Wednesday, July 05, 2000

Tristate Business Summary


Rookwood center holding job fair

        Job seekers looking to work at Rookwood Commons should attend a job fair at the Four Points Sheraton, 8020 Montgomery Road, in Kenwood on Saturday.

        The fair will provide workers for 44 stores or restaurants at the 325,000-square-foot outdoor shopping center in Norwood near Madison and Edwards roads.

Former ad exec at Yellowstone
        Bill LaWarre, formerchairman of the Northlich Stolley LaWarre advertising agency in Cincinnati, has been named board chairman of the Yellowstone Park Foundation. Mr. LaWarre owns a home just north of Yellowstone in Montana, and has been a board member since 1998.

        Northlich Stolley LaWarre is now called Northlich.

Kahiki eatery sold to Walgreens
        A landmark Polynesian restaurant in downtown Columbus that originated a brand of nationally sold frozen foods will be torn down for a Walgreens.

        The owner of the Kahiki Supper Club, which in its heyday in the 1960s and '70s played party house to celebrities, said he sold the restaurant to the drugstore chain.

        Michael Tsao said the restaurant, which is on the National Register of Historic Places, will close in August.

        Mr. Tsao intends to save all of the Polynesian decorations and memorabilia collected during the restaurant's 40-year run because he hopes to reopen at another downtown location.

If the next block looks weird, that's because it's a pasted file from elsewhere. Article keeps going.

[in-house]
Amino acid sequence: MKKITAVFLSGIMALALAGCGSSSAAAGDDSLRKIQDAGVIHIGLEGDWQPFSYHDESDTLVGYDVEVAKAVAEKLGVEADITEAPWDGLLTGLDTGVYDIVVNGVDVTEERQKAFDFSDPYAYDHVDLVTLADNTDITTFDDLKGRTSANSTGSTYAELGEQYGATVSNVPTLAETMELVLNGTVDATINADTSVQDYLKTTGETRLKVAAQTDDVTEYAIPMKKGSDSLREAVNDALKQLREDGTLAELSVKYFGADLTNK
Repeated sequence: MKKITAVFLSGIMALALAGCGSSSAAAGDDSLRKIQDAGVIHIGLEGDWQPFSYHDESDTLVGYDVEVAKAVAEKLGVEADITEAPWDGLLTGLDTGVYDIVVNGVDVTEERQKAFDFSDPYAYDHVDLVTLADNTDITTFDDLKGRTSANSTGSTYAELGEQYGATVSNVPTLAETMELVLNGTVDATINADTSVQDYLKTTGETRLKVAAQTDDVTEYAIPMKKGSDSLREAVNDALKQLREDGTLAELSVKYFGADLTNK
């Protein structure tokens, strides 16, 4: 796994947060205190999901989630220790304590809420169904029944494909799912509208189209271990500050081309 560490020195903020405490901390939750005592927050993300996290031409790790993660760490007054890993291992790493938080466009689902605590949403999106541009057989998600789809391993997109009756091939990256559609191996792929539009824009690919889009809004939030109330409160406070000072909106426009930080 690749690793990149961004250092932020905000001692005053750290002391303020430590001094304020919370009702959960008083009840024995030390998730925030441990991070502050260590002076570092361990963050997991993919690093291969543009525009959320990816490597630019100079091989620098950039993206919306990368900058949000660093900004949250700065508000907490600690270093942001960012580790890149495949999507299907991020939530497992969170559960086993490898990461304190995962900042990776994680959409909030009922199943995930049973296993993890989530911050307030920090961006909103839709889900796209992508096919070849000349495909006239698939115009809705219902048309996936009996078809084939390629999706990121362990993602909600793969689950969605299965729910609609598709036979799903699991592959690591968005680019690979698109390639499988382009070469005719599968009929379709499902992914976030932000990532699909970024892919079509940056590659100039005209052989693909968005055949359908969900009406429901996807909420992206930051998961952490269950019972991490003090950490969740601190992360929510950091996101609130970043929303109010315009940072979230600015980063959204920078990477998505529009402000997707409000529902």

The 110 Kahiki employees in the restaurant and with Kahiki Foods Inc. will move to a new 23,000-square-foot commissary, Mr. Tsao said.

Ohio apple crop in jeopardy
        This year's northern Ohio apple crop is in jeopardy because a bacterial infection that thrives in damp conditions is destroying orchards, farmers said.

        The infection, known as fire blight, turns leaves brown, gives the tree the appearance that its limbs have been torched, and it can make ripe apples look like shriveled grapes.

        Dick Funt, fruit specialist with Ohio State University, said fire blight is likely the biggest threat to Ohio orchard owners, claiming twice as much crop as hail.

        There's no cure and no certain preventive measure. Growers often try to cut off infected branches and burn them.

        But there's a risk that pruning shears will carry the infection from tree to tree.

        Fire blight, however, is unlikely to affect prices that consumers pay. A large carryover from last year and imports of juice from China are expected to keep prices stable.

        — From staff and wire reports

       



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Industry notes: Retail